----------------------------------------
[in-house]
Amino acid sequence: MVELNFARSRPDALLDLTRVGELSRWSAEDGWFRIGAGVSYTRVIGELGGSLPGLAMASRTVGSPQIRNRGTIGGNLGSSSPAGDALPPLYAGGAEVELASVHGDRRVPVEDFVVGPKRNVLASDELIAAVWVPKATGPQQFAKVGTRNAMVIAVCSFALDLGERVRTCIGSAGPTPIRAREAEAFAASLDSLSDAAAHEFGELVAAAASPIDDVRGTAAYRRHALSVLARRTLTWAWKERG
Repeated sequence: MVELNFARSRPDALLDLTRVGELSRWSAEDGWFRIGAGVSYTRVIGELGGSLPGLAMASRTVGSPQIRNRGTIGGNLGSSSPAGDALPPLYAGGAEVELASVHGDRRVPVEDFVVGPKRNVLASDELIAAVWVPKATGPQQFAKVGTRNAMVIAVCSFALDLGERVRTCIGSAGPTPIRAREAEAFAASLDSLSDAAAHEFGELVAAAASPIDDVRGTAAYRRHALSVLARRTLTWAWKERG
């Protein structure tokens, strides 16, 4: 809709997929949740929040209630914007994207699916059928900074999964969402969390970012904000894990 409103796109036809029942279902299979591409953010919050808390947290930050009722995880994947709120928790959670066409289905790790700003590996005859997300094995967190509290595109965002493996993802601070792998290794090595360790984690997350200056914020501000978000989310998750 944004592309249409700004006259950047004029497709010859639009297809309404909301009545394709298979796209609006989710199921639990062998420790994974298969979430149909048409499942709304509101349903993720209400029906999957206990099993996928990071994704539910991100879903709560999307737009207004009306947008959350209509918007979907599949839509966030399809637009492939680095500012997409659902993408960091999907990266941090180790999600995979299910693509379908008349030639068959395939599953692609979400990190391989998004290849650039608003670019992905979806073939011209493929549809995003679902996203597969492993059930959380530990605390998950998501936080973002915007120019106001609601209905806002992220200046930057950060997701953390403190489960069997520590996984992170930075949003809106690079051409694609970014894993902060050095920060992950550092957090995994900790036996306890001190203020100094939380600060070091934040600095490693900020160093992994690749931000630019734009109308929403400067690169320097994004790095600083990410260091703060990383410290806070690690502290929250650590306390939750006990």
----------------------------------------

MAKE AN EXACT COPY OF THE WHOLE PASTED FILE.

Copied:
[in-house]
Amino acid sequence: MVELNFARSRPDALLDLTRVGELSRWSAEDGWFRIGAGVSYTRVIGELGGSLPGLAMASRTVGSPQIRNRGTIGGNLGSSSPAGDALPPLYAGGAEVELASVHGDRRVPVEDFVVGPKRNVLASDELIAAVWVPKATGPQQFAKVGTRNAMVIAVCSFALDLGERVRTCIGSAGPTPIRAREAEAFAASLDSLSDAAAHEFGELVAAAASPIDDVRGTAAYRRHALSVLARRTLTWAWKERG
Repeated sequence: MVELNFARSRPDALLDLTRVGELSRWSAEDGWFRIGAGVSYTRVIGELGGSLPGLAMASRTVGSPQIRNRGTIGGNLGSSSPAGDALPPLYAGGAEVELASVHGDRRVPVEDFVVGPKRNVLASDELIAAVWVPKATGPQQFAKVGTRNAMVIAVCSFALDLGERVRTCIGSAGPTPIRAREAEAFAASLDSLSDAAAHEFGELVAAAASPIDDVRGTAAYRRHALSVLARRTLTWAWKERG
């Protein structure tokens, strides 16, 4: 809709997929949740929040209630914007994207699916059928900074999964969402969390970012904000894990 409103796109036809029942279902299979591409953010919050808390947290930050009722995880994947709120928790959670066409289905790790700003590996005859997300094995967190509290595109965002493996993802601070792998290794090595360790984690997350200056914020501000978000989310998750 944004592309249409700004006259950047004029497709010859639009297809309404909301009545394709298979796209609006989710199921639990062998420790994974298969979430149909048409499942709304509101349903993720209400029906999957206990099993996928990071994704539910991100879903709560999307737009207004009306947008959350209509918007979907599949839509966030399809637009492939680095500012997409659902993408960091999907990266941090180790999600995979299910693509379908008349030639068959395939599953692609979400990190391989998004290849650039608003670019992905979806073939011209493929549809995003679902996203597969492993059930959380530990605390998950998501936080973002915007120019106001609601209905806002992220200046930057950060997701953390403190489960069997520590996984992170930075949003809106690079051409694609970014894993902060050095920060992950550092957090995994900790036996306890001190203020100094939380600060070091934040600095490693900020160093992994690749931000630019734009109308929403400067690169320097994004790095600083990410260091703060990383410290806070690690502290929250650590306390939750006990």